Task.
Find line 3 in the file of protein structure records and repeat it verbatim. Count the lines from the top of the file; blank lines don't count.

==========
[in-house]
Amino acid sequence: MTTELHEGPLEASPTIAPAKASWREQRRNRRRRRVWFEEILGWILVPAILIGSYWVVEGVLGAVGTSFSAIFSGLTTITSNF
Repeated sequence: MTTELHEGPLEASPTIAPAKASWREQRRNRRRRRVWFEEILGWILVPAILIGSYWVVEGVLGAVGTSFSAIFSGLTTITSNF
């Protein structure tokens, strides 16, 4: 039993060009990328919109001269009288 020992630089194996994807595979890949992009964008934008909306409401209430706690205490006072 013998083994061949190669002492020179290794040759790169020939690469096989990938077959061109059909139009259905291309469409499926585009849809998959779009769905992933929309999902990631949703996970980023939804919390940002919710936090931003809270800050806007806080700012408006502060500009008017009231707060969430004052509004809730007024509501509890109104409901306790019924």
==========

Repeated sequence: MTTELHEGPLEASPTIAPAKASWREQRRNRRRRRVWFEEILGWILVPAILIGSYWVVEGVLGAVGTSFSAIFSGLTTITSNF